A Drone That Ignites Fires To Prevent Wildfires

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A new drone under development at the University of Nebraska-Lincoln could change the way wildfires are fought – and encourage the use of prescribed burns for conservation purposes. This development team wants balance back to the woodlands — by dropping fire-starting balls from a flying drone that will ignite controlled burns.

The drone would have the ability to ignite and monitor fires in remote areas. Novel technology would allow it to operate in harsh environments with limited supervision, enhancing the capabilities of fire management personnel

A prototype of the tool has the drone carrying a hopper filled with ping pong-sized balls of potassium permanganate, which are injected with glycerol before dispersal. The potassium permanganate oxides the glycerol, creating a little ball of fire. The drones would have the ability to drop the balls in a precise pattern over the landscape – on the perimeters and interior of a rectangular plot, for example.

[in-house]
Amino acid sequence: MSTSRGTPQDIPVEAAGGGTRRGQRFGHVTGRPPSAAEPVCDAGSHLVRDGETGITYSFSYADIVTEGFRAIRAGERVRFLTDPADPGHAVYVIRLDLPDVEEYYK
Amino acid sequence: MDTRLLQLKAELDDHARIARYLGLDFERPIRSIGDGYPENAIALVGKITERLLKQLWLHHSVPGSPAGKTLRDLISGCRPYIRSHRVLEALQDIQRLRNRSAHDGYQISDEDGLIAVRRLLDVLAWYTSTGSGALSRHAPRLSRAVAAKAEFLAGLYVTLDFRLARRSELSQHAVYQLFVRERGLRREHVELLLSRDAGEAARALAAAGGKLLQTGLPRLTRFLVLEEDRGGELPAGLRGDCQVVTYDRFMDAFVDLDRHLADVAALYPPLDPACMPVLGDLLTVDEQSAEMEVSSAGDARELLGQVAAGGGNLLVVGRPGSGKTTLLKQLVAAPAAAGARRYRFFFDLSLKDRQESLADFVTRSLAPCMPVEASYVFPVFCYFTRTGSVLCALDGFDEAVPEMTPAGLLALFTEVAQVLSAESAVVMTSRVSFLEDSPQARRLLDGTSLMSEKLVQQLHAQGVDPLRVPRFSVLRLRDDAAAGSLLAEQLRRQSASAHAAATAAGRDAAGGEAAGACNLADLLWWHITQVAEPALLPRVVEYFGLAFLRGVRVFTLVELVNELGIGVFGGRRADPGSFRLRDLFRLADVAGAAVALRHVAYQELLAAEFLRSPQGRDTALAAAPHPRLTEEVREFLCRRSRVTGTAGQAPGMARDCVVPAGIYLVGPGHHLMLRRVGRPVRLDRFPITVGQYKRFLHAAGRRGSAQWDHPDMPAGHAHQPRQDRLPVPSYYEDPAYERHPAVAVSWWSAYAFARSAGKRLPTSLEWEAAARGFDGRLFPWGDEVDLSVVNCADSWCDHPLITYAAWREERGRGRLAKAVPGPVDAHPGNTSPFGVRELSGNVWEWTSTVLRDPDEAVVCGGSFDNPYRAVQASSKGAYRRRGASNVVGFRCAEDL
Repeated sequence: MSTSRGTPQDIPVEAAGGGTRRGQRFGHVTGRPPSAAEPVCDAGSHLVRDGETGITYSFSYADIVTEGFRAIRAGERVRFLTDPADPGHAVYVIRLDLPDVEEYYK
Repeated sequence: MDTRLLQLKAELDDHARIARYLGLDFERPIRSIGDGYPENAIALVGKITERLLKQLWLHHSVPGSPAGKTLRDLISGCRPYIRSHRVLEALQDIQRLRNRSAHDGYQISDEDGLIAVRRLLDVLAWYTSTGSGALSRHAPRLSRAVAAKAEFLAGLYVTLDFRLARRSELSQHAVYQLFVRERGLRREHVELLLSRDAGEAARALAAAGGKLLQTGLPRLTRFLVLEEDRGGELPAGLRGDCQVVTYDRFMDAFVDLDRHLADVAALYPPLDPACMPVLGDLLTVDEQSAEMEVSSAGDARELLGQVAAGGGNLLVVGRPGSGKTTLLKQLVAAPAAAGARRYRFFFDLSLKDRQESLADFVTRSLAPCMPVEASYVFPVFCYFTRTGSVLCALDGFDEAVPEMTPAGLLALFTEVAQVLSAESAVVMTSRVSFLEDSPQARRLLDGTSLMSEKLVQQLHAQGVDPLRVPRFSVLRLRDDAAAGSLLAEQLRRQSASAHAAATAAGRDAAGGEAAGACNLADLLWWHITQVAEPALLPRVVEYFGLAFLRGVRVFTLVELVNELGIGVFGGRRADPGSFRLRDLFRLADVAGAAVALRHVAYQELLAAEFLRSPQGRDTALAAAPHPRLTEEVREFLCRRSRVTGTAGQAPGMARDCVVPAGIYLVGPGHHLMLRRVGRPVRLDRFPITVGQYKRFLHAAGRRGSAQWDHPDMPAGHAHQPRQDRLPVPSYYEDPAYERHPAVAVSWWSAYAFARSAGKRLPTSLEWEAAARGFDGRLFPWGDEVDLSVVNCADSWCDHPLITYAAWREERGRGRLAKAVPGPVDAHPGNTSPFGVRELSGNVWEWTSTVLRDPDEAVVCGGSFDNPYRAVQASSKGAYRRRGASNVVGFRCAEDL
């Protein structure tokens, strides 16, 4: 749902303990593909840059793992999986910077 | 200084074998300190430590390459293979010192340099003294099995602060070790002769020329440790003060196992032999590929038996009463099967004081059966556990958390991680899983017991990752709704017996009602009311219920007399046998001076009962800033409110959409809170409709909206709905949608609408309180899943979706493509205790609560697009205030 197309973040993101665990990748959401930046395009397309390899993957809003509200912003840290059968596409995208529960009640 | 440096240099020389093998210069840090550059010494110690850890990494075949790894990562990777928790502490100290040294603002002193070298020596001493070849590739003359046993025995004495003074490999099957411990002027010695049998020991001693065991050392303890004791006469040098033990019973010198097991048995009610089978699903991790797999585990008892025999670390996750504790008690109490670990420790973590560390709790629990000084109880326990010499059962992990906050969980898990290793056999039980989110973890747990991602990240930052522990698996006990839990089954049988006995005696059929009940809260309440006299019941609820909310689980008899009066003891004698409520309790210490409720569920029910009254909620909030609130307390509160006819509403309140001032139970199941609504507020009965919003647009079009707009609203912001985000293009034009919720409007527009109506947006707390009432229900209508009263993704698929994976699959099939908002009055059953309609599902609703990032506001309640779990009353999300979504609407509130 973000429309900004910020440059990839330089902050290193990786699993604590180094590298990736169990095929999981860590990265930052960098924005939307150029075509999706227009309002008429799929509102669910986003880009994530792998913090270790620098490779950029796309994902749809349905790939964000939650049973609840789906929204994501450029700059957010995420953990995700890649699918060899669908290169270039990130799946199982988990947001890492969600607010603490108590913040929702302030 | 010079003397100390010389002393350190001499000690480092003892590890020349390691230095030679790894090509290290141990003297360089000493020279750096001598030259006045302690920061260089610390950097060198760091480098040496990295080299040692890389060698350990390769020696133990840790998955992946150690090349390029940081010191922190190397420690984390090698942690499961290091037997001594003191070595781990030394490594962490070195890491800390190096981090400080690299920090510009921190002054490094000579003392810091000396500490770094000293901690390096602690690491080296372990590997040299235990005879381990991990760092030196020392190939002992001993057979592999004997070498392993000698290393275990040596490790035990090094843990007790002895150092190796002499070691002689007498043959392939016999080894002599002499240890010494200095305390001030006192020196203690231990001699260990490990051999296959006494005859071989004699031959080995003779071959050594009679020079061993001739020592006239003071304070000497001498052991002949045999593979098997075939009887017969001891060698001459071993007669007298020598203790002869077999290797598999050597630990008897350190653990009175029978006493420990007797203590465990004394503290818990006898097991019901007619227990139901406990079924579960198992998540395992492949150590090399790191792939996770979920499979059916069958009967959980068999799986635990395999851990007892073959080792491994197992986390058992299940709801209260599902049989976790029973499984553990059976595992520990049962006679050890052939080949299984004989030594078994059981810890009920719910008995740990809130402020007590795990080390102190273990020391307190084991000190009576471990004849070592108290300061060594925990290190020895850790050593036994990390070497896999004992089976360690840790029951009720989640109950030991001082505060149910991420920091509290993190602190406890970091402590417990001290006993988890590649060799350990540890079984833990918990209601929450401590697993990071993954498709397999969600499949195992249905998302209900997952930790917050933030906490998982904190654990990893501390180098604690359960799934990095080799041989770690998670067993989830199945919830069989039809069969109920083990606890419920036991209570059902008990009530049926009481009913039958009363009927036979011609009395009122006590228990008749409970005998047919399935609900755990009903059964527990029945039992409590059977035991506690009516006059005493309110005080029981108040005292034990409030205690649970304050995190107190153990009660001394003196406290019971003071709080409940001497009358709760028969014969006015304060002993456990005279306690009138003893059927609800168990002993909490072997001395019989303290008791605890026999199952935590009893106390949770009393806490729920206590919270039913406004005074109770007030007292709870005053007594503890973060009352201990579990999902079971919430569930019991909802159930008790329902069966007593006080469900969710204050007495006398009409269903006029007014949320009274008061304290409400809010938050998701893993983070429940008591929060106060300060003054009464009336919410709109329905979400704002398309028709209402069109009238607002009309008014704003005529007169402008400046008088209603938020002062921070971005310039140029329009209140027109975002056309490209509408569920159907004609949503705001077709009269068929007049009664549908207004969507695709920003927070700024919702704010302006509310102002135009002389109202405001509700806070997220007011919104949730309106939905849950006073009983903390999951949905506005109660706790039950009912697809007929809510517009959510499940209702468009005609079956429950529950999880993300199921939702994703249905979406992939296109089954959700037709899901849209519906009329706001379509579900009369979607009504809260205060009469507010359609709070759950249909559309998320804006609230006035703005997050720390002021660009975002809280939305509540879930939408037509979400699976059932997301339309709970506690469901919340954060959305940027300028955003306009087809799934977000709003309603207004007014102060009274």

Unlike the publicly tumultuous relationship between amateur photography drones and wildfires, UAVs that drop flame balls would actually be welcomed in the fire control community.

The bursts of fire these devices deploy are similar to methods currently used for starting prescribed fires — crucial in preventing the full-on inferno of wildfires by clearing out dead brush before it over-accumulates. Plus, a controlled burn improves the ecological health of forests, allowing jack pines and other trees to open their cones to spread seeds, and curb the spread of invasive plants. The big problem with a controlled burn is that you need someone up close to start it.

With a UAV, people get to stay further away from the hot zone, and it comes at a fraction of the expense of a helicopter.

The team has successfully performed indoor tests on a prototype. Carrick Detweiler, a faculty member in the computer science and engineering department, said the researchers have been working with the Federal Aviation Administration and hope to have authorization from the FAA and fire departments for a field test of the fire-starting drone as early as March.

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